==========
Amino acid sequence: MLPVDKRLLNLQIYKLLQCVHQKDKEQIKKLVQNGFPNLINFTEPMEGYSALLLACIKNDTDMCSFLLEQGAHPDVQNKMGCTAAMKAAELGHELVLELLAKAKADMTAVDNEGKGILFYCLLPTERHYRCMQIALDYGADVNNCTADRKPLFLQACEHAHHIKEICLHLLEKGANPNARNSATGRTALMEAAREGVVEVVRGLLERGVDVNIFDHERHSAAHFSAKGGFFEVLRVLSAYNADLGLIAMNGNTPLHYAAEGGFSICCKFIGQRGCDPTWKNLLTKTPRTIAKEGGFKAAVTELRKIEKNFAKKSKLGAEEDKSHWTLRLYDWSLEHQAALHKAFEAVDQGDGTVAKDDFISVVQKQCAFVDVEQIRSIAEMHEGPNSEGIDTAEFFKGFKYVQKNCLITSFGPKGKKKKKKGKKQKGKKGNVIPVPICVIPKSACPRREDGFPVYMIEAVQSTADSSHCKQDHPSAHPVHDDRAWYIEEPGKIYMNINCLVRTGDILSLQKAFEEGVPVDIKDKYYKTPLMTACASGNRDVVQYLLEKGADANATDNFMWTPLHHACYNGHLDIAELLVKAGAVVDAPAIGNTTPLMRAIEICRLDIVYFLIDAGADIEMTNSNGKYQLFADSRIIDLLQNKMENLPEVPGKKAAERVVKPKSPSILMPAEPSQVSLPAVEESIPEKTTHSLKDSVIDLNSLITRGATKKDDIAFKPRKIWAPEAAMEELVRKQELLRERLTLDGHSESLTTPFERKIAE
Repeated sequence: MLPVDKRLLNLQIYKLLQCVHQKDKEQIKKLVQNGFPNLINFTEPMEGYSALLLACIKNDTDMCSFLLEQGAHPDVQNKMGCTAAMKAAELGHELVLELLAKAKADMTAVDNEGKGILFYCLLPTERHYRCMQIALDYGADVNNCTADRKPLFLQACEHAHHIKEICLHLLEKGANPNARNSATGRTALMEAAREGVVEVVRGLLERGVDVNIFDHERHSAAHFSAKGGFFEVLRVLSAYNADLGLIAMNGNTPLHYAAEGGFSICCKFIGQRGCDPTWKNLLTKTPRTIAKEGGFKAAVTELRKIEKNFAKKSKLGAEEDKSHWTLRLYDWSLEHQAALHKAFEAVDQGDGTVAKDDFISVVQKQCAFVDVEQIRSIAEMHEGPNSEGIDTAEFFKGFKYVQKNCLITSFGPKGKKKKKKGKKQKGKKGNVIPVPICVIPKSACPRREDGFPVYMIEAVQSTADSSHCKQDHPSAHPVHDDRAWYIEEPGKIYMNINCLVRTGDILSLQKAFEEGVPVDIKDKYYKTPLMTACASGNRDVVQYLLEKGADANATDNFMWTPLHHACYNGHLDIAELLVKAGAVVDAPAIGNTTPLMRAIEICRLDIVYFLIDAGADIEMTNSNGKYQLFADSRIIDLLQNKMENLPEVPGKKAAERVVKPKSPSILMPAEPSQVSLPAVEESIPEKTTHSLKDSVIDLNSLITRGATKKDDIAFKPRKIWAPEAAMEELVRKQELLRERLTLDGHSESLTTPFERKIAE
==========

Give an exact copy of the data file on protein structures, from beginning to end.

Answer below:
Amino acid sequence: MLPVDKRLLNLQIYKLLQCVHQKDKEQIKKLVQNGFPNLINFTEPMEGYSALLLACIKNDTDMCSFLLEQGAHPDVQNKMGCTAAMKAAELGHELVLELLAKAKADMTAVDNEGKGILFYCLLPTERHYRCMQIALDYGADVNNCTADRKPLFLQACEHAHHIKEICLHLLEKGANPNARNSATGRTALMEAAREGVVEVVRGLLERGVDVNIFDHERHSAAHFSAKGGFFEVLRVLSAYNADLGLIAMNGNTPLHYAAEGGFSICCKFIGQRGCDPTWKNLLTKTPRTIAKEGGFKAAVTELRKIEKNFAKKSKLGAEEDKSHWTLRLYDWSLEHQAALHKAFEAVDQGDGTVAKDDFISVVQKQCAFVDVEQIRSIAEMHEGPNSEGIDTAEFFKGFKYVQKNCLITSFGPKGKKKKKKGKKQKGKKGNVIPVPICVIPKSACPRREDGFPVYMIEAVQSTADSSHCKQDHPSAHPVHDDRAWYIEEPGKIYMNINCLVRTGDILSLQKAFEEGVPVDIKDKYYKTPLMTACASGNRDVVQYLLEKGADANATDNFMWTPLHHACYNGHLDIAELLVKAGAVVDAPAIGNTTPLMRAIEICRLDIVYFLIDAGADIEMTNSNGKYQLFADSRIIDLLQNKMENLPEVPGKKAAERVVKPKSPSILMPAEPSQVSLPAVEESIPEKTTHSLKDSVIDLNSLITRGATKKDDIAFKPRKIWAPEAAMEELVRKQELLRERLTLDGHSESLTTPFERKIAE
Repeated sequence: MLPVDKRLLNLQIYKLLQCVHQKDKEQIKKLVQNGFPNLINFTEPMEGYSALLLACIKNDTDMCSFLLEQGAHPDVQNKMGCTAAMKAAELGHELVLELLAKAKADMTAVDNEGKGILFYCLLPTERHYRCMQIALDYGADVNNCTADRKPLFLQACEHAHHIKEICLHLLEKGANPNARNSATGRTALMEAAREGVVEVVRGLLERGVDVNIFDHERHSAAHFSAKGGFFEVLRVLSAYNADLGLIAMNGNTPLHYAAEGGFSICCKFIGQRGCDPTWKNLLTKTPRTIAKEGGFKAAVTELRKIEKNFAKKSKLGAEEDKSHWTLRLYDWSLEHQAALHKAFEAVDQGDGTVAKDDFISVVQKQCAFVDVEQIRSIAEMHEGPNSEGIDTAEFFKGFKYVQKNCLITSFGPKGKKKKKKGKKQKGKKGNVIPVPICVIPKSACPRREDGFPVYMIEAVQSTADSSHCKQDHPSAHPVHDDRAWYIEEPGKIYMNINCLVRTGDILSLQKAFEEGVPVDIKDKYYKTPLMTACASGNRDVVQYLLEKGADANATDNFMWTPLHHACYNGHLDIAELLVKAGAVVDAPAIGNTTPLMRAIEICRLDIVYFLIDAGADIEMTNSNGKYQLFADSRIIDLLQNKMENLPEVPGKKAAERVVKPKSPSILMPAEPSQVSLPAVEESIPEKTTHSLKDSVIDLNSLITRGATKKDDIAFKPRKIWAPEAAMEELVRKQELLRERLTLDGHSESLTTPFERKIAE